The City of Coquitlam is one of the fastest growing municipalities in the province of British Columbia, Canada. With over 150,000 residents, the city is dedicated to enhancing its programs and services, business operations, and customer experience through smart city initiatives and technology driven strategies.
For the city’s Information & Communications Technology (ICT) division, data integration initiatives are one of the main pillars in improving operational efficiency and productivity, business process optimization, and connecting data across the city. To date, the ICT division has used FME to integrate over 15 business applications and web services, including IBM Maximo, AMANDA, Tempest, Oracle eBusiness Suite, Amazon S3, and more.
With data existing in silos and disparate systems, this limited teams from using the best-for-fit applications. Time and effort spent on manual and labor-intensive processes such as data cleaning and validation meant that operational efficiency suffered. By automating several data integration and application integration processes and removing these data silos, teams are now freed from repetitive manual work and the risk of human error is eliminated.
Let’s take a look at five of the many city projects where they’ve implemented FME:
Project: Garbage and organics cart collection
The city integrated data between multiple systems to gain greater visibility into their recycling and waste collection program and to improve customer experience.
The city partners with a third-party vendor for the exchange and delivery of garbage and organics carts. They needed to integrate data between IBM Maximo (enterprise asset management platform), Tempest (utility billing system), and spreadsheets sent and received by the vendor, in order to process service requests in a timely manner.
Using FME, the workflow parses Maximo for service requests, such as calls, issues, and new or updated requests, and creates a report containing a work order list sent to the vendor as a spreadsheet. The vendor will update and return this spreadsheet based on the work completed that day, and internal staff will update Maximo based on this information. FME then automatically extracts these updates and loads this information into Tempest to reflect any changes in the resident’s utility bill. As there are different costs associated with the various sizes of carts, ensuring an accurate update in Tempest is crucial to minimizing manual billing errors.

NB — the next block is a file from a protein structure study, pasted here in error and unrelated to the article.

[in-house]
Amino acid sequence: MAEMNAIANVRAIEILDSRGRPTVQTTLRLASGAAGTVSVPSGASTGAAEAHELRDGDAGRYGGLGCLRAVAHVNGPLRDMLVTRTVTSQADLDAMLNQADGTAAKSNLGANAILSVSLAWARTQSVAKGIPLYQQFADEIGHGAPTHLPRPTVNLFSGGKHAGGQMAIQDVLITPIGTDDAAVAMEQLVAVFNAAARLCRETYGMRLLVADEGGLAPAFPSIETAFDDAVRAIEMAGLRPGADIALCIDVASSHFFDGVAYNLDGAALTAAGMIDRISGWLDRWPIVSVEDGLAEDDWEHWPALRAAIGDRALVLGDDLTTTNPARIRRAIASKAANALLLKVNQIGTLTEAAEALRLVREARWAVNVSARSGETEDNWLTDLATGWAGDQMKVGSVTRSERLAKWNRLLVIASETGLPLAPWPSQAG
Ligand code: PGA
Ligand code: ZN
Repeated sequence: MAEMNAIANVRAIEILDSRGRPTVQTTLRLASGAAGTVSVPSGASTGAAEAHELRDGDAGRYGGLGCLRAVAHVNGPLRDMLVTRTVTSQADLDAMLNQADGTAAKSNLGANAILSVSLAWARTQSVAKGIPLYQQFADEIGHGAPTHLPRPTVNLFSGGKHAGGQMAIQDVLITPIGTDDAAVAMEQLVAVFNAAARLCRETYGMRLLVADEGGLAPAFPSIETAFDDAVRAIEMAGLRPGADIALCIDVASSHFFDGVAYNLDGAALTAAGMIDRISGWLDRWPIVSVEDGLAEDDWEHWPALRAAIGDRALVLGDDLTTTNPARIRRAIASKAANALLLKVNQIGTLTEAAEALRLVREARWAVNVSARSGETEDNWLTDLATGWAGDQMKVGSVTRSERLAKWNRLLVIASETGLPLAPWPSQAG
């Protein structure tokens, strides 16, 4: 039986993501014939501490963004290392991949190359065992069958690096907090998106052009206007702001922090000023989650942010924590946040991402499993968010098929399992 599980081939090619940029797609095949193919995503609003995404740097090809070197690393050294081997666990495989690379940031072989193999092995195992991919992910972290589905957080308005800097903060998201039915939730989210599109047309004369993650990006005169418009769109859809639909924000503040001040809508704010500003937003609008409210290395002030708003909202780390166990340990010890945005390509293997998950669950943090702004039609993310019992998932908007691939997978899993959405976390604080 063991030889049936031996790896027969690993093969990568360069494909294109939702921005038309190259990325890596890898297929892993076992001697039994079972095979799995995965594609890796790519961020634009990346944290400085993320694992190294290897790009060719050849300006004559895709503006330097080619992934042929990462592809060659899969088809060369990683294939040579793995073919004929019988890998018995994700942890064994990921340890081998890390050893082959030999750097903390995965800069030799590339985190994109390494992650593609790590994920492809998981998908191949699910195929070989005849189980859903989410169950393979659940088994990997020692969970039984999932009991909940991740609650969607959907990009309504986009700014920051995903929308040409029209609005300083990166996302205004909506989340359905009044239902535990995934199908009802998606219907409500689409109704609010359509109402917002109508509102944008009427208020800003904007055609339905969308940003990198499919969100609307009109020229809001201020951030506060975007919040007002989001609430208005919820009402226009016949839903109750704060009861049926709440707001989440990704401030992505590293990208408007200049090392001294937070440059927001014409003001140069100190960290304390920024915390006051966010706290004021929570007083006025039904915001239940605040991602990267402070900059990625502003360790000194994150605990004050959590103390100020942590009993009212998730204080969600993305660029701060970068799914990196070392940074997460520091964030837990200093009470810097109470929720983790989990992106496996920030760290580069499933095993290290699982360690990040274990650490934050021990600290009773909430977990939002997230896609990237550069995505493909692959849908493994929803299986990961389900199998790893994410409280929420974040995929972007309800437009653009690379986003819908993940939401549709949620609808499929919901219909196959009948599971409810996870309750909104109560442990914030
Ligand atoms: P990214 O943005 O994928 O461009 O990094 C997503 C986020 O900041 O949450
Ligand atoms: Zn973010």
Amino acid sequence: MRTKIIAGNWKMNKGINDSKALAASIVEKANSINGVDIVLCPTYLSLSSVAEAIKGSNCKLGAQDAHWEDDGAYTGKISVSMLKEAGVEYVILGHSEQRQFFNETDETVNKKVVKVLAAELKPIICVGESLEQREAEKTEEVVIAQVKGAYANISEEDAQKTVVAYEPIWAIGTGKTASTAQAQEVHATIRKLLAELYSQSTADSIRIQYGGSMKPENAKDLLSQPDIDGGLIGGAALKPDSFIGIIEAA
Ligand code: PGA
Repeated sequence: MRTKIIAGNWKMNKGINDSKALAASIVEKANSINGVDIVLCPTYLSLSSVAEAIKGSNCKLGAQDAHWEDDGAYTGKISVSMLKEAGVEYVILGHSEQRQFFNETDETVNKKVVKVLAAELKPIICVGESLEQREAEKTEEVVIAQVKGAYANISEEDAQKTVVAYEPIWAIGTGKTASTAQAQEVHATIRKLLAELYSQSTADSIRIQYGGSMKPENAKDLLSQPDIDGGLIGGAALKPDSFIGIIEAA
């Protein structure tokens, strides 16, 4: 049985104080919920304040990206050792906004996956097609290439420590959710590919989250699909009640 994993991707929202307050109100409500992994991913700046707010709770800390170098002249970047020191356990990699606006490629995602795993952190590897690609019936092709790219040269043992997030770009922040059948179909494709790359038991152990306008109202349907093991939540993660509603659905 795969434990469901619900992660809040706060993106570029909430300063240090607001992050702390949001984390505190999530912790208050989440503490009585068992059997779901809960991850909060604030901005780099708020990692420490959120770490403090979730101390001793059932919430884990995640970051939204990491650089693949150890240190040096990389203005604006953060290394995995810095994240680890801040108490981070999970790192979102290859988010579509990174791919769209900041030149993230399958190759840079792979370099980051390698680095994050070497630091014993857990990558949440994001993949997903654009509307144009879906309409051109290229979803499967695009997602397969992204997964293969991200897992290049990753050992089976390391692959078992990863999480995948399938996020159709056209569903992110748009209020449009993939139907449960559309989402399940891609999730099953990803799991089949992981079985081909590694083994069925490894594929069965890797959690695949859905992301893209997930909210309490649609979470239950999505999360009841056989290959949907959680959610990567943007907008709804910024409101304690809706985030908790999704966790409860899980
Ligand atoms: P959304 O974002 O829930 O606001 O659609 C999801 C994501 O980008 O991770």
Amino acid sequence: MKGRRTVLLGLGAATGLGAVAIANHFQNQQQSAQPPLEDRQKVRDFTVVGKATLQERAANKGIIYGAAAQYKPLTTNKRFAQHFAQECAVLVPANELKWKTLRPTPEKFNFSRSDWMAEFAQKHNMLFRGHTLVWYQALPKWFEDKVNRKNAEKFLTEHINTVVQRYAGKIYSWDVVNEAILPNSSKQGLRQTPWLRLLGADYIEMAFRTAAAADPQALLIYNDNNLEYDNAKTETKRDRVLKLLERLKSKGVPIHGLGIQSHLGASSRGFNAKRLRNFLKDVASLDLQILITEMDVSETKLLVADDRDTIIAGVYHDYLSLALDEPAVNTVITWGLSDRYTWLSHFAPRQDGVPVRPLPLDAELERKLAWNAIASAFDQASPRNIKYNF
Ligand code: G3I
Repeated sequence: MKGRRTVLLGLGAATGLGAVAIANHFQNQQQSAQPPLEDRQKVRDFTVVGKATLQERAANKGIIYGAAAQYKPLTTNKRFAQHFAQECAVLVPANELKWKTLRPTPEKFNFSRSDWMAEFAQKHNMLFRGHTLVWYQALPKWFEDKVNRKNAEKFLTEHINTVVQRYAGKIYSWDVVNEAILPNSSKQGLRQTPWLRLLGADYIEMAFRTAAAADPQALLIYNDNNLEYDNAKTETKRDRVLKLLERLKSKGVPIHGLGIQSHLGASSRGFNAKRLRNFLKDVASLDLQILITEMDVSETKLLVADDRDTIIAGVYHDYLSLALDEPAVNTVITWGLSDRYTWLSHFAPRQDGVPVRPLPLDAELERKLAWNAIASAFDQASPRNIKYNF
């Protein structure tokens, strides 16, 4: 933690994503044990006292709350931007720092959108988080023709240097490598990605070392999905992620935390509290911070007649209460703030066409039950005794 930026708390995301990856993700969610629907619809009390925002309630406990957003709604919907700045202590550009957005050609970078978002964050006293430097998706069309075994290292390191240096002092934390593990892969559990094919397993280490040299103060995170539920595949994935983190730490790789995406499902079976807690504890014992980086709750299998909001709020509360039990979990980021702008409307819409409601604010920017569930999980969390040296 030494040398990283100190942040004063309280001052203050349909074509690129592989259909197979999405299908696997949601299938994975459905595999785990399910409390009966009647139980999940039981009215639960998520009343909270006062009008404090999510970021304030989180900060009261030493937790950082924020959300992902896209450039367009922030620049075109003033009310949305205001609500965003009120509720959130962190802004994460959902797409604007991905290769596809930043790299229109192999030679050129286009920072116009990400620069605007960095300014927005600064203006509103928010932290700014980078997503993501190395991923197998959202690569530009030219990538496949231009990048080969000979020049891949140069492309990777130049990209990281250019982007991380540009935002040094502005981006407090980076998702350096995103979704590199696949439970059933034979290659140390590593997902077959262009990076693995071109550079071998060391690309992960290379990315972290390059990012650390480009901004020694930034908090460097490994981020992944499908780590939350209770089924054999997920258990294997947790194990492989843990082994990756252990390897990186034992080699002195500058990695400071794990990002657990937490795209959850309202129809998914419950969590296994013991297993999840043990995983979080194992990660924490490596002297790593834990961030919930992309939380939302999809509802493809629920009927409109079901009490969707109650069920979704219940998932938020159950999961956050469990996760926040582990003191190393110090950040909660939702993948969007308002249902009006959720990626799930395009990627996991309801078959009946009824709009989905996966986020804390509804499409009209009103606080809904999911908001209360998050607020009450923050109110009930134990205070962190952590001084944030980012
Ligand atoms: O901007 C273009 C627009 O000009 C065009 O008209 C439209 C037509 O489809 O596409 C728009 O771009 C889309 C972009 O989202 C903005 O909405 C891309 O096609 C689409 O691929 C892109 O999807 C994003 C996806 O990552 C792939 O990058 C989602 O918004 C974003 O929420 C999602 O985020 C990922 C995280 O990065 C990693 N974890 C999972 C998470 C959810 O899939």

By implementing FME, this resulted in a significant reduction in the work order turnaround time, eliminating potential manual errors, while streamlining the data sharing process between city staff and their external vendor.
Project: Self-serve spatial data catalogue
The city manages a variety of data that’s available to the public, such as parks, transportation, and planning, and they wanted to make this information easily accessible through a self-serve portal.
Coquitlam’s Spatial Data Catalogue is a self-serve portal that allows users to browse and download available data, including property boundaries, roads, utilities and large data sets such as orthophotos and LiDAR. Incoming requests used to come through emails, in-person, or over the phone. Invoicing was sometimes required as staff had to manually extract and package files (which are shared as Shapefiles, Geodatabase, or CAD). A typical data request used to take 2-4 hours to complete; now this is all automated using FME. Users know where to get this data and can request for it themselves with FME automating this delivery process.
This automation extracts spatial data from multiple databases and stores files in Amazon S3. All job failure communication is sent to the GIS administrators group and to date, this particular node has never been executed. Note: EPW stands for Engineering & Public Works and PRC stands for Parks, Recreation & Culture Services.
Locating an individual LiDAR data file is one example of how users can find and download the data they need.